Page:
especially in the last, like maybe two or three years, it’s increased because it’s so interesting, isn’t it? That we live in this consumeristic society and it’s kind of killing us like it’s. And so people are starting to figure that out. But one of my favorite ones that was done at UCLA and they talked about, they did this study in Los Angeles on six different families.
And they literally, as they were doing it, they did like the Q-tip swabs on the inner cheek of these people. And they literally found that however much stress, however much cortisol. So that’s the stress hormone. So literally more stuff, more stress, less stuff, less stress. And they talk about it. They turned it into a book actually,
and you can get on Amazon, but they, they tried to like, like shift it around and do it different ways. And it was just repeatedly more stuff, more stress. It was like directly related, nothing else changed. It was like the same week. Nothing else had changed same day. And it was like just the swab, more stuff,
more stress, less stuff, less stress. So knowing that actually is such a tool. And I think I like to tell like the moms that I serve, we want to like you, like, imagine you have a Fanny pack. Like you’re like super cool. And your Fanny pack Is cooler than a Fanny pack. So Right. You’re in your little metaphorical Fanny pack.
You keep tools that make you a better, more empowered mom. And you can put anything in there that you like and pull it out. Anytime you need to. And minimalism, simplicity, whatever you need to call it, however far you want to go with, it is just a tool that you can use to lower your cortisol and be more grounded.
And when you’re grounded, you’re like a higher version of yourself. You’re closer to the youth. That is really you. You’re not doing the things where you’re like snapping at the kids all the time and then feeling like, dang it. Like, why did I do that? And I got to go apologize. There’s just less tension. And if we have a tool in our Fanny pack that can do that for us,
like, don’t you want that? Don’t we want to use that all the time. Like lets support ourselves instead of shaming ourselves and expecting ourselves to do it all with a house full to the brim of clutter. That’s constantly working against us with a family that doesn’t help and we don’t expect them to help. And we’re taking everything on ourselves, like with a business that’s totally unhealthy and toxic and pulling from us all the time.
Like lets support ourselves with tools and rhythms and ideas and resources that make us better and lighten our load because it’s already heavy enough just as it is So true. Our load is already so heavy and we’re adding more to it. All of this stuff becomes connected to these emotions that we’re making about decisions we made, right? I was so bad. I was wrong.
We negative self-talk about what we’ve done or decisions we’ve not made. The truth that we’re avoiding is what you call it in the book. And I think it’s so important to recognize this and realize how much our stuff is costing us. And you give this amazing example in the book. I think I texted you after I read it because I’m like, this is so genius after I read it.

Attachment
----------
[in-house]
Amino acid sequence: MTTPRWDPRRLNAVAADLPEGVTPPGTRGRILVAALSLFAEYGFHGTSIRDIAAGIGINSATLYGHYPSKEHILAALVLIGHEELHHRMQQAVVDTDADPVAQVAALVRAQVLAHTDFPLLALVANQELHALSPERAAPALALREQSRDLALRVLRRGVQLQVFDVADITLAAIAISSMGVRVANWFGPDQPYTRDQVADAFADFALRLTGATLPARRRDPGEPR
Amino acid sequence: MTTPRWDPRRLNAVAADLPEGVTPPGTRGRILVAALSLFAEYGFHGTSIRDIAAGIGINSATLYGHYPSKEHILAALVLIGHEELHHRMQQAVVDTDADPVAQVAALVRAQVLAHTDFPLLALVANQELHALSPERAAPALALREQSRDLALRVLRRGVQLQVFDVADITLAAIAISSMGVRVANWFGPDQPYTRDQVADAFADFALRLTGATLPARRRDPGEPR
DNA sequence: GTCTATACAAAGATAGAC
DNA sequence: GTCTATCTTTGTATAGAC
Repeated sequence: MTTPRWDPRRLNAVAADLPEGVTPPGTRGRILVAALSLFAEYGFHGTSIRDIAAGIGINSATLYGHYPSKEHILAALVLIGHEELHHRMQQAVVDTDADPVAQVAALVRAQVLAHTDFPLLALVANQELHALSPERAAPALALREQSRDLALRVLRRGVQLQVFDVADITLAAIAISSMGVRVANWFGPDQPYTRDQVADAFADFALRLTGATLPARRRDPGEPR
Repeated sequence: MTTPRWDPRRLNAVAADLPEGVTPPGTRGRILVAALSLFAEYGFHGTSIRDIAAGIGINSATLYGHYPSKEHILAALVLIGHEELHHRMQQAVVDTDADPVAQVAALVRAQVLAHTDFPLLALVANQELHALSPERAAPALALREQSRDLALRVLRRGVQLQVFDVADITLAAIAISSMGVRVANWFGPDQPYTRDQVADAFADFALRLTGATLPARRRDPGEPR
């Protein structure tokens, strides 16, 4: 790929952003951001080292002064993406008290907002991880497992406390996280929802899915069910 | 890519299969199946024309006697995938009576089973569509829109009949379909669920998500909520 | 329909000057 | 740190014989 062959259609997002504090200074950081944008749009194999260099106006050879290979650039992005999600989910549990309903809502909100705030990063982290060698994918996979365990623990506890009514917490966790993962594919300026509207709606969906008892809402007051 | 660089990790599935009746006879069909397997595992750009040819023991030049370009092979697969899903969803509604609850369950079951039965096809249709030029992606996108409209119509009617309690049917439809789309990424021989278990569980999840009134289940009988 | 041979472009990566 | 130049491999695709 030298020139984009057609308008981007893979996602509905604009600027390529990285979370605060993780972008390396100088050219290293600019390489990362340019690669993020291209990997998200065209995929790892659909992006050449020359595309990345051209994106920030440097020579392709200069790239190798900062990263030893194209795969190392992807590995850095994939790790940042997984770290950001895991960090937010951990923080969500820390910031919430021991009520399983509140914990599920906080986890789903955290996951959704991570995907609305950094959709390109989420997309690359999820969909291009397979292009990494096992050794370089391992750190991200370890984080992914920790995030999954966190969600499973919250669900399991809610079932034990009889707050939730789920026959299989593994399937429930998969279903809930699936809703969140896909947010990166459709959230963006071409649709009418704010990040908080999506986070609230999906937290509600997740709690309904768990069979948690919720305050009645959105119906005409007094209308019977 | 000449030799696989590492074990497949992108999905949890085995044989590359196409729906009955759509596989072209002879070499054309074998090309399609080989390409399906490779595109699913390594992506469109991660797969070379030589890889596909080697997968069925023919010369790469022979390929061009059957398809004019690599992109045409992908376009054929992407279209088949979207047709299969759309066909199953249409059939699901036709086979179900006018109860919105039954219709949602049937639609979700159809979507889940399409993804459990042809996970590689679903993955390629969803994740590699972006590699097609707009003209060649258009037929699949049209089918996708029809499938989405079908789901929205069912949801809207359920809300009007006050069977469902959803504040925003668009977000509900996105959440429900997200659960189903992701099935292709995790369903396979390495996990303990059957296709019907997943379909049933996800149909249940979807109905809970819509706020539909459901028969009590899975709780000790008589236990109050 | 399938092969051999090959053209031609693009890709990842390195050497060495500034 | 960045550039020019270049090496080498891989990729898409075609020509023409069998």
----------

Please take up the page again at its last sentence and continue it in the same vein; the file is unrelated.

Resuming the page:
But you talk about what takes up space takes up your time and you give this example about a toaster. You know, you’re just innocent little piece of kitchen gear sitting on the counter. Everyone’s got a toaster. I mean, almost everyone I would imagine, but you say this sweet little innocent toaster of ours is taking up 9,256 seconds out of our year.
That’s over two and a half hours of just this desert. Explain, explain what you mean by that. Yeah. I, so I use that example all the time, but I’d never actually done the math. When I was writing the book, I was like, I was writing that section and I could like feel that it wasn’t like, I just wasn’t enough.
And I was like, I wonder like how many minutes this actually is. And so I did the math and then had to have it checked by someone who’s good at math. And I saw it, I saw it and I was just like, oh My God, the secondary steps. I haven’t checked for sure. I saw it. And it was like this example that I have used over and over again,
since I started teaching this stuff is even more powerful now because oh my God, that’s so much time. Do you know what I could do? Like do you know the focus I could give my business? Like the focus? I think of myself, the self-care practices I could do the time with my kids like anything. And that’s the thing. Tanya is like,
it’s just the toaster. So think about every photo album, every bookshelf they have to desk everything. You clean up every dish, every piece of laundry, every trophy, your kids over. And that you’ve kept for some reason in a box it’s got to move with. Every time you move everything that needs to be dusted. Everything needs to be picked up.
Everything needs to be maintained. Every single thing in your house, it just blows your mind because just the toaster alone is taking up that much time because it takes up space. So when we look at it like that, I really feel like it gives us this aerial perspective. Like you’re not bad at this. You’re not crazy. It’s not just you,
it’s just math, but it’s too much stuff. It’s too much time. And you’re already mothering and trying to be a decent human and trying to upkeep relationships and trying to run a business or work or whatever else. And it’s like, of course you’re overwhelmed. And so when we look at it as just like science, like, like an equate, a math equation,
it’s like, it removes the guilt and the emotion out of the whole thing. And it’s just like, oh, well it’s not my fault. Like, it just makes sense. But, but I have ownership over that math. Does that make sense? Yes. You have ownership over that. It’s a choice you’re making to have things that you have to dust.
You have to clean, you have to deal with on a daily basis. But you know, a lot of people just say, well, isn’t, isn’t just cleaning up all the time. Just part of being a mom. It’s part of that hot mess mom culture that you talk about, right. That why, why do we feel like that’s some sort of permission slip to just let everything fall to shit?